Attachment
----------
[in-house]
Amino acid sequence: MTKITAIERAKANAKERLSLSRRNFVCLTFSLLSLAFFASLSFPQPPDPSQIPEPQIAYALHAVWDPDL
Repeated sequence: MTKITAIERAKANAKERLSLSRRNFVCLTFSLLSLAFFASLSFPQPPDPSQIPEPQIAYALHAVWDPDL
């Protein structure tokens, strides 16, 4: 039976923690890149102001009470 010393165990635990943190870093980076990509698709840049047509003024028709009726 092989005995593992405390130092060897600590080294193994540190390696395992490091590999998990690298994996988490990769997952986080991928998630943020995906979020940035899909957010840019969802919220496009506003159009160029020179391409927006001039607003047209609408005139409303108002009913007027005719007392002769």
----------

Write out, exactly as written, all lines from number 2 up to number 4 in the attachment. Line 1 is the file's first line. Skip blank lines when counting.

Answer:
Amino acid sequence: MTKITAIERAKANAKERLSLSRRNFVCLTFSLLSLAFFASLSFPQPPDPSQIPEPQIAYALHAVWDPDL
Repeated sequence: MTKITAIERAKANAKERLSLSRRNFVCLTFSLLSLAFFASLSFPQPPDPSQIPEPQIAYALHAVWDPDL
């Protein structure tokens, strides 16, 4: 039976923690890149102001009470 010393165990635990943190870093980076990509698709840049047509003024028709009726 092989005995593992405390130092060897600590080294193994540190390696395992490091590999998990690298994996988490990769997952986080991928998630943020995906979020940035899909957010840019969802919220496009506003159009160029020179391409927006001039607003047209609408005139409303108002009913007027005719007392002769």